You want how much?! Israel opts not to renew its Office 365 vows
Government to cut Microsoft off at the end of 2018
Microsoft’s desire to move users into the exciting world of Office 365 subscriptions has been dealt a blow as the Israeli government took a look and said “no thanks.”
In a statement given to The Register, the Israeli Ministry of Finance explained that it currently spends more than 100m Israel New Shekels (£21.3m) per year on Microsoft’s software products.
The Government Procurement Administration (GPA) is not happy with Redmond's plans and explained:
As Microsoft is trying to change the GOI [Government of Israel] work structure and switch the framework to licensing models that do not meet the government's needs, resulting [in] unnecessary growth of the yearly government expenditure by tens of millions of shekels, the Procurement Administration decided not to renew the framework agreement with Microsoft that will be ceased at the end of this year.
Microsoft is keen to move its users to subscription models. Israel, on the other hand, has looked at its current perpetual licences and opted to stick with what it has, as it is fully entitled to do. This will, of course, mean that upgrades will eventually cease, but also means that the Ministry of Finance will not be required to pour an annual fee into Redmond’s coffers.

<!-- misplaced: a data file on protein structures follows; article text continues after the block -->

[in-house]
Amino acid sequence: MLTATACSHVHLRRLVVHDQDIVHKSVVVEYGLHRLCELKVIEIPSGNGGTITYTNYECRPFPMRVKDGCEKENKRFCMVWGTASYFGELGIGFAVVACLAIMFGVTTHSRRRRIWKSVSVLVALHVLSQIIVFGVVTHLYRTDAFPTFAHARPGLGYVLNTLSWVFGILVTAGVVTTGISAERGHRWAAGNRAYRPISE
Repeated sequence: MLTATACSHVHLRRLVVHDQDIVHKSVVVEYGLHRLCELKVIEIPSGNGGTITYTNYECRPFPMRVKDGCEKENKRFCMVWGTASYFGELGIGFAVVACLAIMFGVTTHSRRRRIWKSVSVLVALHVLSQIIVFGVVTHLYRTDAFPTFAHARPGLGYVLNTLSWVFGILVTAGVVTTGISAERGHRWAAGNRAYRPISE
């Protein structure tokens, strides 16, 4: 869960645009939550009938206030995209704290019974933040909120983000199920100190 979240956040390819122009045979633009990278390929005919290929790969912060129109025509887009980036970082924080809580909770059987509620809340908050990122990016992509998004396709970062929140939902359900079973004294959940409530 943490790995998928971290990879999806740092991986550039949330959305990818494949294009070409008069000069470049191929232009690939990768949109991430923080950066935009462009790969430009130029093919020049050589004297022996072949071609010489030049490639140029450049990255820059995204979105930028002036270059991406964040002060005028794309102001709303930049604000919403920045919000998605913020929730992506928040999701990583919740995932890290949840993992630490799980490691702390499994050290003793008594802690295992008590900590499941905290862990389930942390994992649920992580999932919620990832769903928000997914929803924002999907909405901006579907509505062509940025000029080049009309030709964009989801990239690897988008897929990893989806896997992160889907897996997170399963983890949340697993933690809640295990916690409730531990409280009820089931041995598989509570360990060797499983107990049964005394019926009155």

More ominously for the Windows giant, the GPA, along with Government ICT, “is working to locate and promote alternative technologies.”
Microsoft announced plans in July to ‘adjust’ its licencing models. The adjustment could see prices jump by as much as 15 per cent or more. The increase claimed by the GPA is a fair bit higher than that, but is likely representative of how good the original deal was.
Microsoft UK did something similar back in 2012, with its Public Sector Agreement. Back then, government departments could pick and choose from a pre-agreed price list with discounts applied to the Enterprise subscription model.
In 2015, Microsoft and the UK.gov signed a Cloud Transformation Agreement (CTA), which saw Brit public sector given the option of heading cloudwards or facing a 47 per cent premium for their desktop software. Microsoft has ridden the government gravy train ever since.
Israel on the other hand, when presented with a pure subscription model and forced to commit to a larger outlay per year, has taken a step back. It reckons it does not require the latest and greatest from Redmond.
The Register has contacted Microsoft for their reaction and will update if anything is forthcoming. ®